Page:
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Alaska Experiencing Wildfires It's Never Seen Before

This aerial photo provided by the Bureau of Land Management Alaska Fire Service shows a tundra fire burning near the community of St. Mary's, Alaska, on June 10, 2022. Alaska's remarkable wildfire season includes over 530 blazes that have burned an area more than three times the size of Rhode Island, with nearly all the impacts, including dangerous breathing conditions from smoke, attributed to fires started by lightning. (Ryan McPherson/Bureau of Land Management Alaska Fire Service via AP, File)
This aerial photo provided by the Bureau of Land Management Alaska Fire Service shows a tundra fire burning near the community of St. Mary's, Alaska, on June 10, 2022. Alaska's remarkable wildfire season includes over 530 blazes that have burned an area more than three times the size of Rhode Island, with nearly all the impacts, including dangerous breathing conditions from smoke, attributed to fires started by lightning. (Ryan McPherson/Bureau of Land Management Alaska Fire Service via AP, File)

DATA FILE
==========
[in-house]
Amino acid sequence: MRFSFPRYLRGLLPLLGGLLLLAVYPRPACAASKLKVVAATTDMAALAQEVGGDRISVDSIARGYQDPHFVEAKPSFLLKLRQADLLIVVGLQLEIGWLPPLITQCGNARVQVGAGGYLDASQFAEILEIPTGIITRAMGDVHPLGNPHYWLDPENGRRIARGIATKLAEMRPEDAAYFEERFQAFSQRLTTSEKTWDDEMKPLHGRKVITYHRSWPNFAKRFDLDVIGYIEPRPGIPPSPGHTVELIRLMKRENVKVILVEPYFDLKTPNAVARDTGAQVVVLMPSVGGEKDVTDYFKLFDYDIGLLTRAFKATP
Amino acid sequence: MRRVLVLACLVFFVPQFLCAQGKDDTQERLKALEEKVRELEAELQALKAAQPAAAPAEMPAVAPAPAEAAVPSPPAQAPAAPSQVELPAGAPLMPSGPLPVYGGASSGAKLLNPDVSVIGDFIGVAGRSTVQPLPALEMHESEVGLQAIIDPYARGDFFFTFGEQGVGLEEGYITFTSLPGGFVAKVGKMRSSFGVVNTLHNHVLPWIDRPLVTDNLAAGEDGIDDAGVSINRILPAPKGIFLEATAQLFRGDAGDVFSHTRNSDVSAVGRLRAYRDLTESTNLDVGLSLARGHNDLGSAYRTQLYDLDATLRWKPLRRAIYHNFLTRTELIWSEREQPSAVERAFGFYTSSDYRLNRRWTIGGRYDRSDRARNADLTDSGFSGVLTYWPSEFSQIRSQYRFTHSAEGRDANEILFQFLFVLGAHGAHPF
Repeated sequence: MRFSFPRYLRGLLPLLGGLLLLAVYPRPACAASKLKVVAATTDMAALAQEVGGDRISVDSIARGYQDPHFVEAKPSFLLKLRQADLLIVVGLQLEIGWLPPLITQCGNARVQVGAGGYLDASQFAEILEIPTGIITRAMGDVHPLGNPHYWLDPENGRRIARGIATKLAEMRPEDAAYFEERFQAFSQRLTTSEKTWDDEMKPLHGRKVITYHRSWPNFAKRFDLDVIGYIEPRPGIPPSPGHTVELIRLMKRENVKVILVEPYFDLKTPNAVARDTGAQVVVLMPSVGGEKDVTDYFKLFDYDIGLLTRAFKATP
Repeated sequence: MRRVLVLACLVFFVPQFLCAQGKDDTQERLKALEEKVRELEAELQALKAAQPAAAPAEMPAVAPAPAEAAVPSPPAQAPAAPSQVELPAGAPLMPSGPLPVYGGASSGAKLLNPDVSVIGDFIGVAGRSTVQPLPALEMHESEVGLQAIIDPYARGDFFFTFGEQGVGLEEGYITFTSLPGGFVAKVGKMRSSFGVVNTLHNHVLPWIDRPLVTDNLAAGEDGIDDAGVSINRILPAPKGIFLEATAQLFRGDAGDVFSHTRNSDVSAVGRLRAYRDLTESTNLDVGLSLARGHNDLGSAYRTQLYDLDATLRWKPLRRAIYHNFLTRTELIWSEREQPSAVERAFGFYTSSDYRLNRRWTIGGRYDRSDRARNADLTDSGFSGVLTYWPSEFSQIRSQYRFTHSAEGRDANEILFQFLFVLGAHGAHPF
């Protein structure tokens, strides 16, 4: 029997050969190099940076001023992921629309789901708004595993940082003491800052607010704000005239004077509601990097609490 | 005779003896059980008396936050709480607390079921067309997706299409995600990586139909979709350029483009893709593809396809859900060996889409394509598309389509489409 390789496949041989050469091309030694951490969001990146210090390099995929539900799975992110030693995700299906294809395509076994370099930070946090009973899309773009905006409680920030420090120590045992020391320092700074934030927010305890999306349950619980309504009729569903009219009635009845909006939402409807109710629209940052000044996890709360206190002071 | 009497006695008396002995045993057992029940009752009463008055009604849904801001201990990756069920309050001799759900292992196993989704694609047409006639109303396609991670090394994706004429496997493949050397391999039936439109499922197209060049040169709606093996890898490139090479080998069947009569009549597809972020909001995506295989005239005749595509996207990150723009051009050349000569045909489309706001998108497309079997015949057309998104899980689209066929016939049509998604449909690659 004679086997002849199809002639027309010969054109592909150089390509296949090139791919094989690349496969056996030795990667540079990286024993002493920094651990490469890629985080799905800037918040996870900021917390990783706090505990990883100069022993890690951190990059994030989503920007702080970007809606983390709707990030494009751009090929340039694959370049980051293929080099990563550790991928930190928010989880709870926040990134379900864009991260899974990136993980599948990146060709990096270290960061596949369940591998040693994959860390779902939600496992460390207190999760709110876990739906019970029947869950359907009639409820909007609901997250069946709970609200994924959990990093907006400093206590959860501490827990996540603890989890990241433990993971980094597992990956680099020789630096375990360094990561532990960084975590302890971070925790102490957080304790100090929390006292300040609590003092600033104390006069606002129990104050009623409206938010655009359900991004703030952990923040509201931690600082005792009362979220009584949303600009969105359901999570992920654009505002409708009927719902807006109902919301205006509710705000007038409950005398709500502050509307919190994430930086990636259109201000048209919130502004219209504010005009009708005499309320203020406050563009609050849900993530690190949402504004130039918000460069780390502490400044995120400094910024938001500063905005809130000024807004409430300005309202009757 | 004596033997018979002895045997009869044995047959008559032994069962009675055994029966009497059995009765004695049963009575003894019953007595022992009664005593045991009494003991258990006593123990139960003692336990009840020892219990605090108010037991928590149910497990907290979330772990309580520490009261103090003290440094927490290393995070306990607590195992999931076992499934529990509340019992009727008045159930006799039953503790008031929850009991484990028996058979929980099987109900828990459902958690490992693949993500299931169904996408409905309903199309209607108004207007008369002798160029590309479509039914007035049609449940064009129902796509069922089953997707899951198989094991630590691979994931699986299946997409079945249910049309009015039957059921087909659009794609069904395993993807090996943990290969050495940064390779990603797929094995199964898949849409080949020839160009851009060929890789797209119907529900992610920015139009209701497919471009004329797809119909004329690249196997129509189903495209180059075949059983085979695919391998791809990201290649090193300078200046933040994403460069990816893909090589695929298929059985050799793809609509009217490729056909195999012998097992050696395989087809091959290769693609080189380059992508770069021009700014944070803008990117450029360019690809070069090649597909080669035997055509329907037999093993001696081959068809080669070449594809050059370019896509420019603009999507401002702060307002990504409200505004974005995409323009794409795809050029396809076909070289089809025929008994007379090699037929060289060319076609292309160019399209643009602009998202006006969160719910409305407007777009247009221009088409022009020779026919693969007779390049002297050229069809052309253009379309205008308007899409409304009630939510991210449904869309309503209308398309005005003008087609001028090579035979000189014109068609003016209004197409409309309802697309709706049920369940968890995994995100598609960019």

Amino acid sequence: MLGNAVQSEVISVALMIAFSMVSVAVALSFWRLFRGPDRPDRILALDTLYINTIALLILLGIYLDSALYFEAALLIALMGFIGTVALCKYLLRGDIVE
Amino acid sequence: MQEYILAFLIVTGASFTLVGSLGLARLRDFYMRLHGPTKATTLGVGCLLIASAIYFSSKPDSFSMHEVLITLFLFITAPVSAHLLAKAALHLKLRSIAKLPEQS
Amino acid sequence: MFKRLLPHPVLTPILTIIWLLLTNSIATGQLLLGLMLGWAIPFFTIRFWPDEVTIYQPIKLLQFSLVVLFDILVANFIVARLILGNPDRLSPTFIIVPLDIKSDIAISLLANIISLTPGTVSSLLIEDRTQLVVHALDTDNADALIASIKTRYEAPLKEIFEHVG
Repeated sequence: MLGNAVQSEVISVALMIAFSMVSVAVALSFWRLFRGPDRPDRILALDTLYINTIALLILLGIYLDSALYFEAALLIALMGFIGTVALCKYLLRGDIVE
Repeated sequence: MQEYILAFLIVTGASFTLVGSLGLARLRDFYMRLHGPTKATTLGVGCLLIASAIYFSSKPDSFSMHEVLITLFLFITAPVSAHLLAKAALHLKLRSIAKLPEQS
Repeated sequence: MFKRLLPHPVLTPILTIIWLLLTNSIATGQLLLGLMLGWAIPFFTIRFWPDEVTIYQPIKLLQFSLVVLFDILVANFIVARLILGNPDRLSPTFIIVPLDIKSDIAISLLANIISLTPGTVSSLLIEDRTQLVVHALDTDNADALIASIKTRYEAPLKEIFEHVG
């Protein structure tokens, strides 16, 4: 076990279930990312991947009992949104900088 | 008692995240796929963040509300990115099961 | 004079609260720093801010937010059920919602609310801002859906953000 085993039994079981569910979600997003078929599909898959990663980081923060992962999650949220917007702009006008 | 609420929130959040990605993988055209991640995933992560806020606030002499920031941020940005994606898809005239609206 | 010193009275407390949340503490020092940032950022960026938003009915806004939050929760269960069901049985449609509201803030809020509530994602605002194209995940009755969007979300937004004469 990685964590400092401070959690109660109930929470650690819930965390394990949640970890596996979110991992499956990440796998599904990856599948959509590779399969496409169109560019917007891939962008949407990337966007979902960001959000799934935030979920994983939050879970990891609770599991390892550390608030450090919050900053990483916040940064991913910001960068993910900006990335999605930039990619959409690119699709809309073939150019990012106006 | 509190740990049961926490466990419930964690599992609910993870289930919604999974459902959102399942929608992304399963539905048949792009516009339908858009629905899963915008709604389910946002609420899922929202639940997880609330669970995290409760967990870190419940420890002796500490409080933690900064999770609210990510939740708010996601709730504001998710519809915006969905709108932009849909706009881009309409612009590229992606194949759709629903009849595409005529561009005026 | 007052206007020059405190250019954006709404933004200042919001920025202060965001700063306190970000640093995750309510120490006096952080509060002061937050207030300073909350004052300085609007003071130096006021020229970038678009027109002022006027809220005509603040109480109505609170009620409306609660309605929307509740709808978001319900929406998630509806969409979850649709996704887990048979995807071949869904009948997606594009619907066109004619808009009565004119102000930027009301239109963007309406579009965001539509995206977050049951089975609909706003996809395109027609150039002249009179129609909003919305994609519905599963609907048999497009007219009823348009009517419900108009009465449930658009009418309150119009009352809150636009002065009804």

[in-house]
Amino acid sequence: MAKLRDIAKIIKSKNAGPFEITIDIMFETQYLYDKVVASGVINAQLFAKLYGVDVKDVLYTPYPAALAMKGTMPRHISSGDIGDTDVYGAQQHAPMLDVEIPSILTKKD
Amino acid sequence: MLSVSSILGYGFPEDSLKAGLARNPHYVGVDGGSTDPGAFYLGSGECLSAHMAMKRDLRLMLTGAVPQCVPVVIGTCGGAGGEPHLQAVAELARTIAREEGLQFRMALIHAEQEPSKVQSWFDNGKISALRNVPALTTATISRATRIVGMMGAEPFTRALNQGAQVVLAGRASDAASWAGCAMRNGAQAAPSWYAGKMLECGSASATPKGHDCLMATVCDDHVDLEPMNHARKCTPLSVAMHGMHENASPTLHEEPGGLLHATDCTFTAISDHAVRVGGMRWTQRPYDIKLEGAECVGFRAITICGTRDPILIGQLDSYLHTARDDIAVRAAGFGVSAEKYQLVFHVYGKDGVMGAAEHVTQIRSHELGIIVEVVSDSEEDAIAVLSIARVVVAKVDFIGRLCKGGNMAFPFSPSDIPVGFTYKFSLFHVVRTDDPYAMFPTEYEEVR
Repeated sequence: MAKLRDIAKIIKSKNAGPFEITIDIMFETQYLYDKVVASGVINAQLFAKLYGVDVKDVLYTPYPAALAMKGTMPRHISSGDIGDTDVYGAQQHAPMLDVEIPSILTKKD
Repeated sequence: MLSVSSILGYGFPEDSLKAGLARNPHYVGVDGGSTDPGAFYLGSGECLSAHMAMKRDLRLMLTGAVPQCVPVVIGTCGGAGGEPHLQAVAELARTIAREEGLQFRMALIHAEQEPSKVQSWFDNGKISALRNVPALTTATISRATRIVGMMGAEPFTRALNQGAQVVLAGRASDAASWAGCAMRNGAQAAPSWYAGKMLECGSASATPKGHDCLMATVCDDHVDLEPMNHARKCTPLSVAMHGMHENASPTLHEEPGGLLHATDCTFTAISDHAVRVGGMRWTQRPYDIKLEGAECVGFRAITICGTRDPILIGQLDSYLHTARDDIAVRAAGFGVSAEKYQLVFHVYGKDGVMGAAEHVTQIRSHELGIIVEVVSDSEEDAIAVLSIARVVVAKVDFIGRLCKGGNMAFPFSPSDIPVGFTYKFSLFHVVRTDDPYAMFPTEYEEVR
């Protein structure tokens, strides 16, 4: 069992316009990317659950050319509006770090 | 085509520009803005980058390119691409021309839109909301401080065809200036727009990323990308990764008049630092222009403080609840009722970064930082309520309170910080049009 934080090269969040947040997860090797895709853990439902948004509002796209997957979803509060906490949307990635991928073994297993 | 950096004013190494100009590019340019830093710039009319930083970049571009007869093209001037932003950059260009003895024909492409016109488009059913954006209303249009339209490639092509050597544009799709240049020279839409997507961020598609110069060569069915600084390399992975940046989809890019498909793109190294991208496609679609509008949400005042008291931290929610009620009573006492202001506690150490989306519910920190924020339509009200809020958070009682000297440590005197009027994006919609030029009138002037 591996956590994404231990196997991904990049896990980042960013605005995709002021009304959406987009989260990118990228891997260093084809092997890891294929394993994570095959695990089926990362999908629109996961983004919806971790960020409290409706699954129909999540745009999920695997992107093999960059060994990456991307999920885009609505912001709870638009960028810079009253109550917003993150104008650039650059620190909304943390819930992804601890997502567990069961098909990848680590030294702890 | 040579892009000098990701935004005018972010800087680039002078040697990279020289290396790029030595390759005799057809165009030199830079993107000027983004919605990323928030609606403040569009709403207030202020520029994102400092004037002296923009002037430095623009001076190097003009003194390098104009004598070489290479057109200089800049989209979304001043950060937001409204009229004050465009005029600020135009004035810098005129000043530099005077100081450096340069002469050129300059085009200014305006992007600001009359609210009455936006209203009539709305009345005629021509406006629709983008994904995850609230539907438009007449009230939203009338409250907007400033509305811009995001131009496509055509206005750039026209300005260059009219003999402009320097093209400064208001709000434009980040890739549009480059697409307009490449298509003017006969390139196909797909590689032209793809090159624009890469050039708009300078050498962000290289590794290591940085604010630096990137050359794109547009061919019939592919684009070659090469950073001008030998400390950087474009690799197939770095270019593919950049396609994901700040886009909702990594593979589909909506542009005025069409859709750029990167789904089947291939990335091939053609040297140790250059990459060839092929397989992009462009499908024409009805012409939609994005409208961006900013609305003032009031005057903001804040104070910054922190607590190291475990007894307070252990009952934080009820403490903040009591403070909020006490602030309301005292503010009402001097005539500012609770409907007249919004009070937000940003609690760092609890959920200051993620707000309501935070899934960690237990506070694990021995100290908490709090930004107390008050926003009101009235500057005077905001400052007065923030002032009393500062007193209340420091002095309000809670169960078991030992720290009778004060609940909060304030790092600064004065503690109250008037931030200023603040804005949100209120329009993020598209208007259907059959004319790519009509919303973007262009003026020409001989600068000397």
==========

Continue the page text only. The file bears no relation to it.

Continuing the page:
Anchorage, Alaska (AP) -- Alaska is burning this year in ways rarely or ever seen, from the largest wildfire in a typically mainly fireproof southwest region to a pair of blazes that ripped through forests and produced smoke that blew hundreds of miles to the the Bering Sea community of Nome, where the normally crystal clear air was pushed into the extremely unhealthy category.

Already more than 530 wildfires have burned an area the size of Connecticut and the usual worst of the fire season lays ahead. While little property has burned, some residents have been forced to evacuate and one person was killed — a helicopter pilot died last month when he crashed while attempting to carry a load of equipment for firefighters.